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Channel players selling into data centers could see a bumper year, after more than 90 percent of data center managers revealed they are looking into deploying server virtualization or consolidation.

According to a Symantec survey released yesterday, the data center has become more demanding than ever, leaving data center managers with a laundry list of concerns.

“We knew going into this study that data centers were a challenging place, but the real challenges came in terms of cost: SLA’s [service-level agreements] are going unmet; budgets are not increasing as fast as expenses; and there are many challenges associated with human resources,” said Matt Fairbanks, senior director of product marketing in the Data Center Management Group at Symantec, in Cupertino, Calif.

Ninety-one percent of data center managers said that they were discussing server virtualization and consolidation, while half said they were implementing server virtualization and 58 percent were implementing server consolidation. Three-quarters reported exploring the option of storage virtualization.

Outsourcing, particularly such tasks as server maintenance and backups, was another popular solution to inherent constraints faced by data centers. This strategy, rather than saving money was viewed most often as a way of allowing existing staff to focus on other tasks. Seventy-five percent of non-U.S. companies and 54 percent of U.S. respondents said that they are considering storage-as-a-service offerings.

However, SLAs still proved tough to meet, although 65 percent of those surveyed indicated that SLAs exist in their organization, half of the respondents said these agreements are more difficult to meet than they had been two years ago. Eighty-five percent, meanwhile, said that SLA expectations have gradually increased in that time period.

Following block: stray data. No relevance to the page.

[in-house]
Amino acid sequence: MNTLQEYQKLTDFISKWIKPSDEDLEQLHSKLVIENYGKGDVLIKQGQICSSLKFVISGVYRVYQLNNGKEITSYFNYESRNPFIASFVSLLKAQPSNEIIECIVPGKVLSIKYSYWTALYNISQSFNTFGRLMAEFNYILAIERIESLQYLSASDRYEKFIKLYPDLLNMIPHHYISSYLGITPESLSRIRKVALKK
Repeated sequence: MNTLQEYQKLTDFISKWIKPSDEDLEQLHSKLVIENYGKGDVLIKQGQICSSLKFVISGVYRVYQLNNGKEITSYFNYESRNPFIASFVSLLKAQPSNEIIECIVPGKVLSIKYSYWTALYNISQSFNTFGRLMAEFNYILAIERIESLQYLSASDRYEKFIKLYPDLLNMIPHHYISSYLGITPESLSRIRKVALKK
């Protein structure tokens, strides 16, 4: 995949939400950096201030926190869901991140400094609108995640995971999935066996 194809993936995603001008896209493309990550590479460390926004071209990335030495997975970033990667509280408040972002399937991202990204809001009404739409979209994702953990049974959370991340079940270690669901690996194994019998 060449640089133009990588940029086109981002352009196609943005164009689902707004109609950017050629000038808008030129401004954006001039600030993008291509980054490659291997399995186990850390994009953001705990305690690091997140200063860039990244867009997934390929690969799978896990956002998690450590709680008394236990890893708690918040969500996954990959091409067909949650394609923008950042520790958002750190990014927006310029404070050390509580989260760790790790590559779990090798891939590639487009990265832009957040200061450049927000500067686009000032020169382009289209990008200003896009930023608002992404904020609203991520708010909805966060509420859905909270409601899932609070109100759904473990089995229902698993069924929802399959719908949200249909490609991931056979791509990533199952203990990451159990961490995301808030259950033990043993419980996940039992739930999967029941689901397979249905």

Clearly, data centers are growing faster than their budgets, the study found. “We probed what’s behind these changes and the No. 1 reason is the increasing complexity in the data center,” said Fairbanks. “Growth, flat budgets and inadequate staffing are also big contributing factors.”

Sixty-nine percent of those surveyed said that their expenditures are growing at least 5 percent a year, while 11 percent report growth of 20 percent or more. Budgets, meanwhile, are growing at an average of about 7.1 percent worldwide, while inflation is inflating costs about 3 percent annually.

“It also came up over and over again that data center managers are asking how to deal with growth and bringing on new servers, storage arrays, with flat or relatively flat headcount,” Fairbanks added.

More than half of those survey reported that their data center is understaffed, while 86 percent said that finding qualified staff and retaining skilled employees was challenging. Two-thirds, meanwhile, pointed to an increasing number of applications to manage as an aggravating issue.

The global study, which was performed by Ziff Davis Enterprise Research, took input from 800 data center managers in Global 2000 organizations spread across 14 countries.